Marlon James shares truths though the fantasy of new novel
NEW YORK — Marlon James is in search of a definition.
“Myths are so suffused with monsters. It makes me think of the Latin root of monsters, ‘monstrum. What does ‘monstrum’ mean?” the novelist asks, seated at a Brooklyn coffee house, briefly forgetting the meaning before looking it up in a novel he’s been reading. “Ah! ‘Monstrum is a divine messenger of catastrophe.’ A monster is a harbinger.”
Author of four novels, notably the Booker Prize-winning “A Brief History of Seven Killings,” the 48-year-old James has made an art of “finding what would rather stay lost,” as he writes in his new work, “Black Leopard, Red Wolf.” He has unearthed monsters everywhere from a colonial era plantation to the house of Bob Marley. His current book is a fantastical vision of ancient Africa that has been likened to “Game of Thrones” and is the first of a planned “Dark Star” trilogy. “Black Leopard, Red Wolf” features a hunter for hire named Tracker whose pursuit of a missing boy extends over 600 pages of warfare, sex, shape shifting and plotting in a landscape filled with monsters and witches and ever taller tales.
The novel’s digressive path, with detours becoming main roads and main roads detours, mirrors the writing of it. A James novel is a work in progress to the very end. He might write hundreds of pages before one character’s voice so compels him that he starts all over. For “A Brief History,” he says, the first words he wrote ended up on page 458. For “Black Leopard,” he had planned a story of the fall of a royal house, and its mad queen. But once he “stumbled” upon the character he came to call “Tracker,” a new narrative was born.
“Not every story appears to you ‘A to Z,'” he explains. “Sometimes Q shows up first.”
James is deeply troubled by the world as it enters the third year of the Trump administration, but also considers himself a fortunate man, whether it’s being able to live openly gay or write at a time when a so-called “literary” author can freely take on fantasy or other genres. His novel, published this week, has been getting the kinds of reviews that prize judges remember. The Washington Post called it “an African fantasy as vibrant, complex and haunting as any Western mythology” and The New York Times predicted his characters would “take their place in the pantheon of memorable and fantastical superheroes.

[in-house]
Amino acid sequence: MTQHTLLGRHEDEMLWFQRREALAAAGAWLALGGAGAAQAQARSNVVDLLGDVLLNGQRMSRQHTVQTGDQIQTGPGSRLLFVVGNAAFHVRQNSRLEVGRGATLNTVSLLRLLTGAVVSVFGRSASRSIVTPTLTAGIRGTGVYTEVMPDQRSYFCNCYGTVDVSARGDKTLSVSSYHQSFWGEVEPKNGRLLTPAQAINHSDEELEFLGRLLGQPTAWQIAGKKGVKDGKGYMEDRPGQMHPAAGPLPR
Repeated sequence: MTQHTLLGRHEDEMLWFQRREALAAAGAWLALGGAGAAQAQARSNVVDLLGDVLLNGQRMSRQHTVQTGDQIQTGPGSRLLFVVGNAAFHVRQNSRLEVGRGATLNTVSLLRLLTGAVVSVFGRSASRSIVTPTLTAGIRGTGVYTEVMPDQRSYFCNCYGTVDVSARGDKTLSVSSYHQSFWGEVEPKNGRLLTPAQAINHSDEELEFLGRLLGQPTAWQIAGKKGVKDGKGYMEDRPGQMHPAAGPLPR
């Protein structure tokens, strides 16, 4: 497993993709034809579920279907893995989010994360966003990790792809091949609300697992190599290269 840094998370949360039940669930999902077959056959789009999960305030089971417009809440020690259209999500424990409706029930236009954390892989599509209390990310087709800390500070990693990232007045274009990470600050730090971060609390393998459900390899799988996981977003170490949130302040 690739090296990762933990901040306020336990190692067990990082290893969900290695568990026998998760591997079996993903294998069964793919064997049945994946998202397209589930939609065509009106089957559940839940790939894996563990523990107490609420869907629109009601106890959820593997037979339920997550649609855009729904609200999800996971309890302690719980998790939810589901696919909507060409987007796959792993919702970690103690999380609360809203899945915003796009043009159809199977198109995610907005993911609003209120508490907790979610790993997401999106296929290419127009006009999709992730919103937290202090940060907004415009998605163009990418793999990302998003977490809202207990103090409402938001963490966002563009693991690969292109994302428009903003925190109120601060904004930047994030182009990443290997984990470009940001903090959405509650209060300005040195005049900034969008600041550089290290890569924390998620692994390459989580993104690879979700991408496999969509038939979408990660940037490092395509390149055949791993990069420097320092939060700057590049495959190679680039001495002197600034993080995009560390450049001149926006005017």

James’ editor at Riverhead Books, Jake Morrissey, cites the author’s “unwillingness to give the readers what they expect.” Every James book is a break from the previous one — he debuted with “John Crow’s Devil,” a 200-page parable (likely the shortest novel he will ever write and his only one told in the third person) about rival ministers in a 1950s Jamaican village; his second was the 400-page slave story “The Book of Night Women,” followed by “A Brief History,” his 700-page panorama of the attempted 1976 assassination of Marley. He sees “Black Leopard, Red Wolf” as a fitting testament for a moment which demands a close look at the past.
“I’ve always thought we go back to the myths when we want answers,” he says. “If you look at Tolkien, ‘Lord of the Rings,’ this came after World War I, they’re trying to understand how human beings could have that depth of cruelty to other humans. … The only way they could process it is to bring in mythical beasts.”
Victor LaValle, whose books range from the story collection “Slapboxing With Jesus” to the horror novel “The Changeling,” told The Associated Press in a recent email that genres such as horror and fantasy allow authors to “talk about the present in ways that are more illustrative that strict realism can often pull off. Sometimes you have to tell a story that’s bigger than life if you want to capture reality. Especially the reality we are all living in today.”
James, a Kingston native who now divides his time between Brooklyn and Minneapolis, had tried to complete other novels before “John Crow’s Devil,” which was rejected by dozens of publishers but eventually taken on by Akashic Books. He remembers starting “Book of Night Women” in the third person( “Queen’s English,” he says) but found it “too stilted.” The novel’s eventual narrator, the child of a conflicted Jamaican slave named Lilith, had been “hiding out” in a previous chapter. “I started to wonder, ‘What’s her story?'” James says.
His books reflect James’ quest for unearthing the raw desires — for power, for violence, for sex — that have lived unchanged for thousands of years, and an imagination he hopes can resist the aging process. He remembered being so compulsive a storyteller as a child that during English class one day he dashed off a Jamaican version of Cinderella, discovered by his teacher, who chastised Marlon before she actually read the story and changed her mind. He happily absorbed the Shakespeare plays and other classics his teachers required, but adds that no one could talk him out of his love for the novels of Jackie Collins. He remains the kind of man who might spend his spare time reading Thomas Aquinas, or comic books.
“I resisted growing for a very long time,” he said. “I don’t think writers should grow up. You should grow up in terms of understanding people, especially women. But I think in terms of imagination you should never grow up. I always resented that it was a sign of maturity that I had to let go of fairies and fairy tales.”